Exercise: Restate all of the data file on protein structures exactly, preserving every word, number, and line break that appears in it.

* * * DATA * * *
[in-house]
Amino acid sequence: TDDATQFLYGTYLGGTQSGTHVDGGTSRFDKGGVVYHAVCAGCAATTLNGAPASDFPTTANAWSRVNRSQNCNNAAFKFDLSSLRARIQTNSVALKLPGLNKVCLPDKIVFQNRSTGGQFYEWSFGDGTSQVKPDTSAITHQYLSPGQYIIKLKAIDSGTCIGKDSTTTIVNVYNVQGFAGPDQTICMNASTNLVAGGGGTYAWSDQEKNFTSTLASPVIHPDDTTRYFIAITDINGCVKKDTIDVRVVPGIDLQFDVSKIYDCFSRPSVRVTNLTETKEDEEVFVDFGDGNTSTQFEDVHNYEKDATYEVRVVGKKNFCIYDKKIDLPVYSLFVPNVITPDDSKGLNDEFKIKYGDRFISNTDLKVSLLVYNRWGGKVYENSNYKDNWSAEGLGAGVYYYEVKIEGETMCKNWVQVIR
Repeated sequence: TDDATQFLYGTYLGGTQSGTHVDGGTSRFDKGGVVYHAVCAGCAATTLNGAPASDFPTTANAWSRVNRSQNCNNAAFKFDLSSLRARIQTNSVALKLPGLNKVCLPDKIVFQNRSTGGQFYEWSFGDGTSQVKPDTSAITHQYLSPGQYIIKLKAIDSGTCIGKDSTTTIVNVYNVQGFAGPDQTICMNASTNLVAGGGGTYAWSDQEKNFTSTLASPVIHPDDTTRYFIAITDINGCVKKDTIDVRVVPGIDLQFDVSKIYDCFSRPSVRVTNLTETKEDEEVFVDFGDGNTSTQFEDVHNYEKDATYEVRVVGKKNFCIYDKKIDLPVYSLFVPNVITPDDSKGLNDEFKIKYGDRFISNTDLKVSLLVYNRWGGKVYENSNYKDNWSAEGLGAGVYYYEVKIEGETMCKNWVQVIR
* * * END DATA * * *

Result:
[in-house]
Amino acid sequence: TDDATQFLYGTYLGGTQSGTHVDGGTSRFDKGGVVYHAVCAGCAATTLNGAPASDFPTTANAWSRVNRSQNCNNAAFKFDLSSLRARIQTNSVALKLPGLNKVCLPDKIVFQNRSTGGQFYEWSFGDGTSQVKPDTSAITHQYLSPGQYIIKLKAIDSGTCIGKDSTTTIVNVYNVQGFAGPDQTICMNASTNLVAGGGGTYAWSDQEKNFTSTLASPVIHPDDTTRYFIAITDINGCVKKDTIDVRVVPGIDLQFDVSKIYDCFSRPSVRVTNLTETKEDEEVFVDFGDGNTSTQFEDVHNYEKDATYEVRVVGKKNFCIYDKKIDLPVYSLFVPNVITPDDSKGLNDEFKIKYGDRFISNTDLKVSLLVYNRWGGKVYENSNYKDNWSAEGLGAGVYYYEVKIEGETMCKNWVQVIR
Repeated sequence: TDDATQFLYGTYLGGTQSGTHVDGGTSRFDKGGVVYHAVCAGCAATTLNGAPASDFPTTANAWSRVNRSQNCNNAAFKFDLSSLRARIQTNSVALKLPGLNKVCLPDKIVFQNRSTGGQFYEWSFGDGTSQVKPDTSAITHQYLSPGQYIIKLKAIDSGTCIGKDSTTTIVNVYNVQGFAGPDQTICMNASTNLVAGGGGTYAWSDQEKNFTSTLASPVIHPDDTTRYFIAITDINGCVKKDTIDVRVVPGIDLQFDVSKIYDCFSRPSVRVTNLTETKEDEEVFVDFGDGNTSTQFEDVHNYEKDATYEVRVVGKKNFCIYDKKIDLPVYSLFVPNVITPDDSKGLNDEFKIKYGDRFISNTDLKVSLLVYNRWGGKVYENSNYKDNWSAEGLGAGVYYYEVKIEGETMCKNWVQVIR